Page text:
The neutral zone in hockey is the area in between the two offensive zones. Two thick blue lines separate the neutral zone from the other zones. The face-off circle is also located in the neutral zone. This circle has the mid-ice line through it. Face-off after goals and periods occur at this spot. There are also four face-off dots at the edges of the zone used for offsides and called-off goals. In the NHL and other leagues, there is usually a logo in the middle of the ice and advertisements throughout the neutral zone.
One important reason for the neutral zone is the offsides rule. Offsides is called when a player touches the puck in their opponent's zone without one skate on or behind the blue line. The result of offsides is a face-off that usually happens on one of the dots in the neutral zone depending on where the infraction occurred. When the offsides results from a pass from the defensive zone, the face-off happens at one of the circles in the defensive zone. As video reviews have become more common in sports, the officials can now look to the tape to review and potentially change an offsides call.
The NHL used to enforce a two-line pass rule. This rule stated that a player was not allowed to pass the puck from their defensive zone across the neutral zone and into the offensive zone. After the 2005 season, the NHL retired the rule in the hopes of generating more offense and goals. With the two-line pass rule in place, much more play cycled through the neutral zone, but the absence of the rule allows teams to play at a much faster pace. Offsides is still called if the player enters the zone before the puck.
While players can shoot from inside the neutral zone, this play does not happen often. Shooting from that far from the goal is not a great strategy and is usually only done at the end of periods and by strong and skilled shooters. More commonly, players will dump the puck behind their opponent's net trying to set up a quality offensive possession or to kill time.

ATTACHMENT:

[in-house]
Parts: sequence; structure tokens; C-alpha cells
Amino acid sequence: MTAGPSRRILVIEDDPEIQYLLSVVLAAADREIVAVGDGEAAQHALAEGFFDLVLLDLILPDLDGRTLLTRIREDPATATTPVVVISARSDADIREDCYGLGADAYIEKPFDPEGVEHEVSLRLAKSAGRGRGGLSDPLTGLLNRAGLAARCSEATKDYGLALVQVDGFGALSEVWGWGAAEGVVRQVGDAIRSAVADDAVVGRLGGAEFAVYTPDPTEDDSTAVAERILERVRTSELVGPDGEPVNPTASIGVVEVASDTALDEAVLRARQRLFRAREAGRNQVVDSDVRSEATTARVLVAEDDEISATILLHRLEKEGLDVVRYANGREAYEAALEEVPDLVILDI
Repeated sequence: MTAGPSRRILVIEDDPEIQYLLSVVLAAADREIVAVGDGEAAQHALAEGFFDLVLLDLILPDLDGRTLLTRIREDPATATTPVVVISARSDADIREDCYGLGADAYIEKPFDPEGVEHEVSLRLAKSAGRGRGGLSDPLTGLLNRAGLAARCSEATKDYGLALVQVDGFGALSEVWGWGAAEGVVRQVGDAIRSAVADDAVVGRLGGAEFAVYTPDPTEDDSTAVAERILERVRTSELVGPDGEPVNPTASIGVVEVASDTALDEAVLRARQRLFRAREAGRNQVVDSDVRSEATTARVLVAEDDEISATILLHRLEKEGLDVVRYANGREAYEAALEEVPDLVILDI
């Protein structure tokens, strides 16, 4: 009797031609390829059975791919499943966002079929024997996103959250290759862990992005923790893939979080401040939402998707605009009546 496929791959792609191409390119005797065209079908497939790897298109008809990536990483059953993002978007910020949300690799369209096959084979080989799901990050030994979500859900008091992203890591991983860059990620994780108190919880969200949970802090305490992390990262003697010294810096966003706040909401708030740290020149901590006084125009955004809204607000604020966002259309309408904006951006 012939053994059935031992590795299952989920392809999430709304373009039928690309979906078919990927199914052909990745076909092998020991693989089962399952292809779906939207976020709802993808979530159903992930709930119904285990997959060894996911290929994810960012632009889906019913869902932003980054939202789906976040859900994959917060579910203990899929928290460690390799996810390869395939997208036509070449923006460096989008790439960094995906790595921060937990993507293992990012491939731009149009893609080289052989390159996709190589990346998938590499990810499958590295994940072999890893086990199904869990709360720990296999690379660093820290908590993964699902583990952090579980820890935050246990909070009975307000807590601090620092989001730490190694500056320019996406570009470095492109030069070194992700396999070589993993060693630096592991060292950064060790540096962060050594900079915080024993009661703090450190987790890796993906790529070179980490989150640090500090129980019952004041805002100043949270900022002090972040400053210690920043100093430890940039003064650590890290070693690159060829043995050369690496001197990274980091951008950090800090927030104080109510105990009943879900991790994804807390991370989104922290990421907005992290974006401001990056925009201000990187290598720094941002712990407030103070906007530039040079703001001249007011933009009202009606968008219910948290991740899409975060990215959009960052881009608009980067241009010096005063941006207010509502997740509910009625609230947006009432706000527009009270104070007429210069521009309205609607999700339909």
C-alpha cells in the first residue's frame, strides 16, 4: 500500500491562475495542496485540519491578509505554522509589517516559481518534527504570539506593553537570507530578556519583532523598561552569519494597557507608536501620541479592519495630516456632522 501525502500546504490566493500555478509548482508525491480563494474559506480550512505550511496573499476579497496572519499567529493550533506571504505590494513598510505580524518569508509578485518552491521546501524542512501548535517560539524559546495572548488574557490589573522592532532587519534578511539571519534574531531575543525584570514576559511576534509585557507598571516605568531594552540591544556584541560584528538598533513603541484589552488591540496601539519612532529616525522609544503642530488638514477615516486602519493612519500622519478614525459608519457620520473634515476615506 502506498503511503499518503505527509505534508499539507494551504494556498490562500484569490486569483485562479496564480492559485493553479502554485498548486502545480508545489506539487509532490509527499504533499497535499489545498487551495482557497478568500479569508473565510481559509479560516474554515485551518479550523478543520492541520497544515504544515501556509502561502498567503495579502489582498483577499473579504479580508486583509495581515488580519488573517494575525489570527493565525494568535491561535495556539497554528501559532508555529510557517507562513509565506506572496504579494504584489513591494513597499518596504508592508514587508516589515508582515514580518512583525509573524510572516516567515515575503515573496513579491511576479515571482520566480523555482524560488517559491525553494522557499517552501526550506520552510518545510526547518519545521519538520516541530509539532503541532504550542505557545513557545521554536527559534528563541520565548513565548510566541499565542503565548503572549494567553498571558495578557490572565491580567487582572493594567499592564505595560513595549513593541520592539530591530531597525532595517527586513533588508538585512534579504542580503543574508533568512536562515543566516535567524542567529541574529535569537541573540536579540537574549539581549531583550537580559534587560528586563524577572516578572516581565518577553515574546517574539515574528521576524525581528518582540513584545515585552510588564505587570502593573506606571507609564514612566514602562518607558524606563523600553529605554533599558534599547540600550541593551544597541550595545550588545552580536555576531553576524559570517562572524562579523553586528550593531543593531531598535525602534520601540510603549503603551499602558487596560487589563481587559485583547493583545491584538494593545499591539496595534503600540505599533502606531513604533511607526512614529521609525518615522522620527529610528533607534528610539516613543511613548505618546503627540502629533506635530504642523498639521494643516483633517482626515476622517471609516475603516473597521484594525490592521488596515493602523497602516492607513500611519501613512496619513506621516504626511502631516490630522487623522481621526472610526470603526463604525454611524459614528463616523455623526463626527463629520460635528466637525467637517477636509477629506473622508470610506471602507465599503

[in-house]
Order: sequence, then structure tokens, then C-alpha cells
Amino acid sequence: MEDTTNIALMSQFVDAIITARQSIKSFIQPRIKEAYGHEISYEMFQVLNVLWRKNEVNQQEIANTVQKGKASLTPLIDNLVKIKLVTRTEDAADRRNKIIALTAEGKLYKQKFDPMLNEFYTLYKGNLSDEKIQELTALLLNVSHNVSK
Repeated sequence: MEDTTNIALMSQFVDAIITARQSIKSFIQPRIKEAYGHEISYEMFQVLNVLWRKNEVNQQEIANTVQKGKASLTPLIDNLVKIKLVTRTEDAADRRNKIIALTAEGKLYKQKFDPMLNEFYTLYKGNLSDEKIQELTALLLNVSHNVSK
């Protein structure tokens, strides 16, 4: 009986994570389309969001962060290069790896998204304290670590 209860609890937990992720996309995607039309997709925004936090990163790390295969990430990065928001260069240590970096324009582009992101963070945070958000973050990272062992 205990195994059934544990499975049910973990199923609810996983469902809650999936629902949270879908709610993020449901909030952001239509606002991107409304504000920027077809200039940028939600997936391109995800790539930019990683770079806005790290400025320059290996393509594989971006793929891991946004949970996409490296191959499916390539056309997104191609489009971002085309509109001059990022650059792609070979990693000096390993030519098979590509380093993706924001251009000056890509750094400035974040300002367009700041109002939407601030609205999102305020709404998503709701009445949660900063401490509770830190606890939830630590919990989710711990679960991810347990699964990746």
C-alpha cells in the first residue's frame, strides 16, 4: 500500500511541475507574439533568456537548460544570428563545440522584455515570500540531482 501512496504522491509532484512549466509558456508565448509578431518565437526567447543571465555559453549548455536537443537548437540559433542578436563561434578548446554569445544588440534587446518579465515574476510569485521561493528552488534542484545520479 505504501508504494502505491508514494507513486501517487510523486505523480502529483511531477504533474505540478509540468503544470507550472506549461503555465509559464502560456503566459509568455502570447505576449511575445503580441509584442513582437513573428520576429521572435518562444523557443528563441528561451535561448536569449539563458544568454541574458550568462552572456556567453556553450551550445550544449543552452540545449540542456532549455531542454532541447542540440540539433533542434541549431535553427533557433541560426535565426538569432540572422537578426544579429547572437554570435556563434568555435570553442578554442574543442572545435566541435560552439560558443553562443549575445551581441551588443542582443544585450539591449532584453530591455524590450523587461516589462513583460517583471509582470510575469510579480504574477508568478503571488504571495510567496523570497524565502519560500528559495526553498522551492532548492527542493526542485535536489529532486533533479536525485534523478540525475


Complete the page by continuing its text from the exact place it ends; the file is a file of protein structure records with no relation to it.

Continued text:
The neutral zone is important because it dictates the pace of the game. Teams must figure out how to skate into the opposing team's zone if they want to increase their shot totals and, consequently, goal totals. This strategy involves figuring out how the other team is defending the blue line and taking advantage of the weaknesses. The offensive zone entry greatly affects the number of shots and offensive opportunities a team will have throughout the game.
The neutral zone is 50 feet long. On the other hand, each offensive zone is 75 feet long, meaning that the neutral zone only occupies a quarter of the ice. The size of the neutral zone used to be different between the NHL and the IIHF, the rules the Olympics follow. The IIHF neutral zone used to be 62 feet long, but that rule was changed.
A neutral zone trap is one of the most interesting and rarely used strategies in professional hockey. Made famous by the New Jersey Devils under head coach Jacques Lemaire, this formation prioritizes stopping the offense's attack before it can even start. By using the two defensemen and two forwards to create a trapezoid shape in the neutral zone to delay offensive zone entries, the defense hopes to force the offensive into bad passes and plays. This formation requires all players to be able to do everything on the ice, promoting an almost positionless style of hockey.